Captain Yves De La Croix (played by Benjamin Walker) is the ship’s leader. It doesn’t take long for Yves and his men to find two mysterious sea creatures and capture them. The creatures are a mermaid (played by Fan Bingbing, also known as Binging Fan) and a merman, who are a couple with an infant child. The merman is let go, but the mermaid (who’s never given a name) is brought back to an underground grotto area at the king’s palace. Later, it’s shown that the mermaid quickly gave the infant to another mermaid for safekeeping when she saw her male partner being captured and she knew she would be next.

Meanwhile, the beginning of “The King’s Daughter” shows a feisty young woman named Marie-Josèphe (played by Kaya Scodelario), who has grown up in a convent by the sea, being scolded by some nuns for Marie-Josèphe’s penchant of wanting to swim in the sea. Rachel Griffiths has a cameo as the convent’s head abbess. Marie-Josèphe’s unnamed mother (played by Tiffany Hofstetter, in a flashback) died when she was a baby. Marie-Josèphe’s father is King Louis XIV, who knows about Marie-Josèphe, but he never claimed her because she’s an illegitimate child.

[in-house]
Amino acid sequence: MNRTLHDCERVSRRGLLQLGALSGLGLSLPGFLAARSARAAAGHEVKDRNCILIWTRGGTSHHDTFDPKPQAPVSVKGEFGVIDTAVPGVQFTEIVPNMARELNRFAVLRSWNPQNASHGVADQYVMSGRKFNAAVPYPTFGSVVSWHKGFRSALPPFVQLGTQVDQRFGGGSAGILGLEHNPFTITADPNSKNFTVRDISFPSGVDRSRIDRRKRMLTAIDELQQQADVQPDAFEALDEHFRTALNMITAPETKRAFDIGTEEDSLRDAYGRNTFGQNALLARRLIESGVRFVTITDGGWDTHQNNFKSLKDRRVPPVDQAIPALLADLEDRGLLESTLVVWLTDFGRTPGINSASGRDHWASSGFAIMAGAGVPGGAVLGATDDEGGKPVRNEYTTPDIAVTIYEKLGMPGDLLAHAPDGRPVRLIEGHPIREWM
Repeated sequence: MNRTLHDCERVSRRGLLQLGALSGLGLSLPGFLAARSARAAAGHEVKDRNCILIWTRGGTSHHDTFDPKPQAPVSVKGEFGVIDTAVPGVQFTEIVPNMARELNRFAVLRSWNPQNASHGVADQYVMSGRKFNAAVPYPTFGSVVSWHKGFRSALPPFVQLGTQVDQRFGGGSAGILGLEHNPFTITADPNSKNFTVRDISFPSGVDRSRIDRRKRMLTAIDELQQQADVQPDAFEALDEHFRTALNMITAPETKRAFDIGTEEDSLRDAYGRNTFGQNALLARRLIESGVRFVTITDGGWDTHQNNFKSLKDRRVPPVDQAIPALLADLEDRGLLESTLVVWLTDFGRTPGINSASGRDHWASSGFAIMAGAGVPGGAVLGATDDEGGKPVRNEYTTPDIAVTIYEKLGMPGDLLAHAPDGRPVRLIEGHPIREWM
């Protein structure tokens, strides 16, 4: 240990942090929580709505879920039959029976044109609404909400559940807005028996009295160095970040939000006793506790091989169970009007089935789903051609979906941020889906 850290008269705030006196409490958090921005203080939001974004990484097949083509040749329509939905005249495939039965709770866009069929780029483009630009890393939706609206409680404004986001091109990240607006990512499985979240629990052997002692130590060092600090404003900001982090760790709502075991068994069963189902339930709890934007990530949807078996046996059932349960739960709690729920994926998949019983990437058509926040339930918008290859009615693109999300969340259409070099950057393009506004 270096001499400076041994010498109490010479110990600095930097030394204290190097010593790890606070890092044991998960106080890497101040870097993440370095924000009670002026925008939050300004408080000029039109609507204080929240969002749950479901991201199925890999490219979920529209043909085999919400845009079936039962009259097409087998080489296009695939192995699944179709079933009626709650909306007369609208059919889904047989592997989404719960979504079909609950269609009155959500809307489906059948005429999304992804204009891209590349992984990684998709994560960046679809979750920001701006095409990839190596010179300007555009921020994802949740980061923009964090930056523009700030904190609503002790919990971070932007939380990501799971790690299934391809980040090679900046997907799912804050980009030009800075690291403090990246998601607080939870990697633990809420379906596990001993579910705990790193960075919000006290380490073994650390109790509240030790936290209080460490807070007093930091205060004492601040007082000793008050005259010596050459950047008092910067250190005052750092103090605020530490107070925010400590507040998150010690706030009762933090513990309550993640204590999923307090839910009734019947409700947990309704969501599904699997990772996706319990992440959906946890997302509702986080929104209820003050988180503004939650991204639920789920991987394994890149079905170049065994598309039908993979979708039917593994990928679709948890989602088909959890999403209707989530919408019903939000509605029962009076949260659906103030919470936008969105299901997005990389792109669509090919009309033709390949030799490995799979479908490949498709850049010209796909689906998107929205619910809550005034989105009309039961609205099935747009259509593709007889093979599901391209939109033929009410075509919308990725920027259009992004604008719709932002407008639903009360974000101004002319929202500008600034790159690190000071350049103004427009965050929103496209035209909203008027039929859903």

Marie-Josèphe has grown up not knowing who her father is, but she’s about to find out. Faster than you can say “stupid fairy-tale movie,” Marie-Josèphe is summoned to the palace by the king, who has no other children and is thinking about his legacy in case he can’t live forever. Eventually, Marie-Josèphe finds out that the king is her father, but he orders her not to tell anyone that he’s her father. The movie tries in overly contrived ways to make Marie-Josephe look like a “relatable princess.” For example, Marie-Josephe clumsily falls in a fountain outside of the palace the first time that she meets the king.